Review: Pathfinder Horror Adventures, Part VII

Today we’re picking up with the section on haunts, still in the chapter on horror rules. This has been a fair dense chapter, full of things to look over and think about the use of, but we’ve almost hit the end of it. After this, we’ve got the rules for madness, and then we’ll be off to the next chapter.

We get elements of haunts up front, essentially offering haunt templates. An elusive haunt, for example, can manifest some distance from its source, and can only be harmed at the actual source location. The biggest modification on offer is a +2 to the haunt’s CR, which make some pretty effective haunts for the adjustment.

Haunt variations come next; dimensional instabilities are first, as a kind of haunt that manifests where the barriers between the planes are thin and effects from one side can slip through to the other. Maddening influence is a form of haunt where the corruption of things from the outer darkness lingers, eroding the sanity and reality of the world. Magical scars are just that – places where the very fabric of the world has been scarred by powerful – or botched – magic; these make a nice side effect for ritual magic that goes awry. The last variant haunt is the psychic version, caused by the emotional and mental trauma of those originally present; they can form without any need for the spiritual remnants that form typical haunts.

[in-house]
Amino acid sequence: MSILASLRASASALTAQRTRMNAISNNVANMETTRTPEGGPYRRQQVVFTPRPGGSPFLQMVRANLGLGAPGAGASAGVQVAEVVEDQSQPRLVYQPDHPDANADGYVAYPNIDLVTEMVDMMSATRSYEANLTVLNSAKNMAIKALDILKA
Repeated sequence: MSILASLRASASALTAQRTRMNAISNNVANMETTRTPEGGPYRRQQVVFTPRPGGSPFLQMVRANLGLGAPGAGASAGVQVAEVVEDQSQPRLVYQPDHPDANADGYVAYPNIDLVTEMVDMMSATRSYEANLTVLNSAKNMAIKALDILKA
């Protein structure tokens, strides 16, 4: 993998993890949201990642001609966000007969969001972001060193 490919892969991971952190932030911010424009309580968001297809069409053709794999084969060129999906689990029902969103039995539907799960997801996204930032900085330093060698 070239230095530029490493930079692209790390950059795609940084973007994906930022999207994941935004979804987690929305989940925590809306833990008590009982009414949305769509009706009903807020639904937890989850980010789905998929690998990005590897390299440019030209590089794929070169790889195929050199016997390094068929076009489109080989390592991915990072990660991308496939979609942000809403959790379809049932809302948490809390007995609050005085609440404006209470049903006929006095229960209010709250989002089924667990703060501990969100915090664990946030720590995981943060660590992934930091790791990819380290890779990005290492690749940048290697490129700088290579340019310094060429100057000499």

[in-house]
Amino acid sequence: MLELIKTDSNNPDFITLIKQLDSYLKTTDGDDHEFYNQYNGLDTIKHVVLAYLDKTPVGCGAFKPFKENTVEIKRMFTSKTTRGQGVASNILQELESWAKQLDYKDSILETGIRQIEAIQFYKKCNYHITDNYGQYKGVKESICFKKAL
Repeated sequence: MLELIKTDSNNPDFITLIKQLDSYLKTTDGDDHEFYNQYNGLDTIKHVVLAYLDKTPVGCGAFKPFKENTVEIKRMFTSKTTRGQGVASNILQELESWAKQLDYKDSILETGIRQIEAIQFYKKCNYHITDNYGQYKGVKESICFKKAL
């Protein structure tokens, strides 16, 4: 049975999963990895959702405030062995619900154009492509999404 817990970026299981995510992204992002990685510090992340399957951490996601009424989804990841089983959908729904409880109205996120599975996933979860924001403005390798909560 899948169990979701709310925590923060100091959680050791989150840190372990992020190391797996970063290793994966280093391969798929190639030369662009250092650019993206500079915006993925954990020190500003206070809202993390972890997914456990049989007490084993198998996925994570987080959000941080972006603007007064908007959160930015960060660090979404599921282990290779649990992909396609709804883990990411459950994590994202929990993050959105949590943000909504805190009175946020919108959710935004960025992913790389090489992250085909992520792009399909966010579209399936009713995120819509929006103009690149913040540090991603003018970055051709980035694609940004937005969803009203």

We get a set of new haunts, as well. With CRs that range from Bloody Hands at 1/4 CR to a CR 20 Twisted Wish, there are haunts to use as both direct inserts and as examples to build your own from. There low-CR ones are relatively modest and mundane in nature, but the higher you go in CR the more horrific they get – the Eternal Pyre is particularly nasty, as it complements the witchfire monster that serves as the destruction trigger for the haunt.

Madness is next, split into lesser and greater forms; the descriptions of the stat blocks sugget that they’re effectively treating madness as a disease in mechanical terms. They come with saves, onset times, and effects; recovering from madness is a long-term affair, however. Every week on uninterrupted rest allows a Will save against the DC of the madness; success lowers DC of the next check by half the victim’s Charisma modifier. Having help with this allows half the help’s Intelligence or Wisdom to be added to the amount the DC lowers. The madness persists until the DC has been reduced to 0. Given that the lowest save DC is 14, it pretty much promises to take a character out of action for a month for even the least form of madness. Of course, they can always keep trying to adventure while suffering the effects.

That wraps up the chapter on horror rules! Next time, we’ll be entering the next chapter, finally. Hopefully it won’t be quite as dense, while still being just as useful in game terms.

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Review: Pathfinder Horror Adventures, Part VII

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